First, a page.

Healthcare settings are high-risk environments for fatigue and staff burnout. The Need For Recovery (NFR) scale quantifies inter-shift recovery, which contributes to cumulative fatigue and may precede occupational burnout. Advanced clinical practitioners (ACPs) are an established feature of the emergency medicine workforce in the UK, however, little is known about factors affecting their inter-shift recovery, fatigue or how NFR correlates with formal burnout inventories.
  13. Content Article
    Nursing workload is increasingly thought to contribute to both nurses' quality of working life and quality/safety of care. Prior studies lack a coherent model for conceptualising and measuring the effects of workload in healthcare. In contrast, this study, published in BMJ Quality & Safety, conceptualised a human factors model for workload specifying workload at three distinct levels of analysis and having multiple nurse and patient outcomes.
  14. Content Article
    Healthcare is a $4 trillion component of the US economy, and the well-being of the clinician workforce is a major factor determining its effectiveness. Extensive evidence indicates that inefficiency, poorly designed workflows and processes, suboptimal teamwork, work overload, isolation, problems with work-life integration, and a professional culture that expects perfection and discourages help-seeking are currently contributing to high levels of occupational distress among clinicians. Although the problem and its impact on the health care delivery system are well defined, there is minimal evidence regarding effective interventions to drive progress. This knowledge gap is, in large part, due to the near-complete absence of federal funding for research to address one of the critical challenges facing the US health care delivery system.
  15. News Article
    The trusts which are likely to face the fiercest struggle to deliver quality care in the immediate future have been identified through an analysis carried out exclusively for HSJ. Analyst company Listening into Action has taken data from the NHS Staff Survey 2019 to produce “a set of ‘workforce at risk’ numbers that point to the likelihood (or not) of workforce stability and continuity challenges adversely affecting the care a trust’s key assets are able to deliver in the year ahead”. The analysis shows a strong correlation between staffs’ perceptions of how well they are supported, and care quality — and therefore reveals which trusts face the toughest challenge to improve performance. Read full story (paywalled) Source: HSJ, 9 March 2020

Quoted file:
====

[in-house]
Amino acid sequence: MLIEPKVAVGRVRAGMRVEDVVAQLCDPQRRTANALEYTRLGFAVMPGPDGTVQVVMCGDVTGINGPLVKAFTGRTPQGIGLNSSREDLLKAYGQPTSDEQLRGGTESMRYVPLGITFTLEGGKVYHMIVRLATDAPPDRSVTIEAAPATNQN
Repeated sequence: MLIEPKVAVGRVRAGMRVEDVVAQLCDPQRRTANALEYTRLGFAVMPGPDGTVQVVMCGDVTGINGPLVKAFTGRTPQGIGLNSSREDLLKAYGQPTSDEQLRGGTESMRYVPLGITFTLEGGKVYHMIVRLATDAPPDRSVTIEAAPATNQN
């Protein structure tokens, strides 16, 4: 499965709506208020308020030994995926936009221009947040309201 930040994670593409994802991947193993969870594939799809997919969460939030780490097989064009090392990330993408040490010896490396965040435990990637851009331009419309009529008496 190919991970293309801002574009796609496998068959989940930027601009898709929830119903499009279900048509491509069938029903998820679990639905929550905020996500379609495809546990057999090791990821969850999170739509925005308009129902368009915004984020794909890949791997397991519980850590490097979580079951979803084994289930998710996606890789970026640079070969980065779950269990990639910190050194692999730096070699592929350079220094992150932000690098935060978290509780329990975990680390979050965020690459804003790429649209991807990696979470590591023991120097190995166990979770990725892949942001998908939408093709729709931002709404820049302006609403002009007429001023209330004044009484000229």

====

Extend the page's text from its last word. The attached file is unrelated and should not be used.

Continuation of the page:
16. Content Article
    COVID-19 has meant activity in general practice has changed dramatically over the last 2 years. Practices have moved rapidly towards remote triage and care delivery to reduce risk of infection. Many have also delivered a large proportion of the COVID-19 vaccination programme as part of Primary Care Networks (PCNs), alongside their usual patient care. Understanding the total workload of general practice is vital for planning, research and supporting practices under pressure. However, the data we have on activity in general practice are limited, especially compared with hospital data. This has made it challenging to accurately track the ongoing impact of COVID-19 on general practice. This short analysis from The Health Foundation uses data from different sources, some publicly available and some not, to explore recent trends in general practice activity in England. We also present data on the general practice workforce, to help contextualise activity levels. It highlights what the data can tell us – and importantly, what it can’t.
  17. Content Article
    Continuity, usually considered a quality aspect of primary care, is under pressure in Norway, and elsewhere. An association lasting more than 15 years between a patient and a specific GP reduces the probability of any of these factors by 25-30%, a study by Sandvik et al. found. The researchers said 'promoting stability among GPs' should be a priority for health authorities, and warned that continuity of care was under pressure.
  18. Content Article